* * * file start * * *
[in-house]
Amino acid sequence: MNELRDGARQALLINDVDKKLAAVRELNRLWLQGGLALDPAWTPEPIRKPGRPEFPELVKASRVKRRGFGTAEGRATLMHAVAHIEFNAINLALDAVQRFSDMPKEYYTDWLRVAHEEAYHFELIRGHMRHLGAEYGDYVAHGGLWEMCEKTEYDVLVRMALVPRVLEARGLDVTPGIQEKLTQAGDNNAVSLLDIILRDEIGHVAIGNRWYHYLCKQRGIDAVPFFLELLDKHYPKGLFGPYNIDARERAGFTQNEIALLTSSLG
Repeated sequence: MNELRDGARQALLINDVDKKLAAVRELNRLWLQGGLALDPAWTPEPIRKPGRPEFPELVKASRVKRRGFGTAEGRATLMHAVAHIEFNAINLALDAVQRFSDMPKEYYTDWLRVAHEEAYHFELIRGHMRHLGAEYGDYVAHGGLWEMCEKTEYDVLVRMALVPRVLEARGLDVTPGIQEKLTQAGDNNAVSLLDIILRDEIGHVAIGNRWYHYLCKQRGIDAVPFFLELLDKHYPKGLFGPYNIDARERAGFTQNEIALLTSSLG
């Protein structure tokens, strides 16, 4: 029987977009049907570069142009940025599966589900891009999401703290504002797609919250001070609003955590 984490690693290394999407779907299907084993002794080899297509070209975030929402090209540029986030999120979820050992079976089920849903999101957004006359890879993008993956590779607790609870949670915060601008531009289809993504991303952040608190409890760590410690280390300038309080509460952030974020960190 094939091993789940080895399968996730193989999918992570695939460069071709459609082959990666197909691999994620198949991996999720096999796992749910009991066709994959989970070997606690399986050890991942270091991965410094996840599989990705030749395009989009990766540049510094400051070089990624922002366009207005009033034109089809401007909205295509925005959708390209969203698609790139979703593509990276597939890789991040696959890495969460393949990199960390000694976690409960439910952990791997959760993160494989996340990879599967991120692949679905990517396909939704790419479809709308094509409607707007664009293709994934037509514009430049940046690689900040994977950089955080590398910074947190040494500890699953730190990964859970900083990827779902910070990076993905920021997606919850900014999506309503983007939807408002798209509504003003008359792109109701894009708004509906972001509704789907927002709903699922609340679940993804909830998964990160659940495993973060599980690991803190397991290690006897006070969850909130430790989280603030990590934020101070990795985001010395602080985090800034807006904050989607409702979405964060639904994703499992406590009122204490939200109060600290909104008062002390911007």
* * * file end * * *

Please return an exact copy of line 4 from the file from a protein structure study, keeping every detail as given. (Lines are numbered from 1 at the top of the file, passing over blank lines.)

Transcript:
């Protein structure tokens, strides 16, 4: 029987977009049907570069142009940025599966589900891009999401703290504002797609919250001070609003955590 984490690693290394999407779907299907084993002794080899297509070209975030929402090209540029986030999120979820050992079976089920849903999101957004006359890879993008993956590779607790609870949670915060601008531009289809993504991303952040608190409890760590410690280390300038309080509460952030974020960190 094939091993789940080895399968996730193989999918992570695939460069071709459609082959990666197909691999994620198949991996999720096999796992749910009991066709994959989970070997606690399986050890991942270091991965410094996840599989990705030749395009989009990766540049510094400051070089990624922002366009207005009033034109089809401007909205295509925005959708390209969203698609790139979703593509990276597939890789991040696959890495969460393949990199960390000694976690409960439910952990791997959760993160494989996340990879599967991120692949679905990517396909939704790419479809709308094509409607707007664009293709994934037509514009430049940046690689900040994977950089955080590398910074947190040494500890699953730190990964859970900083990827779902910070990076993905920021997606919850900014999506309503983007939807408002798209509504003003008359792109109701894009708004509906972001509704789907927002709903699922609340679940993804909830998964990160659940495993973060599980690991803190397991290690006897006070969850909130430790989280603030990590934020101070990795985001010395602080985090800034807006904050989607409702979405964060639904994703499992406590009122204490939200109060600290909104008062002390911007």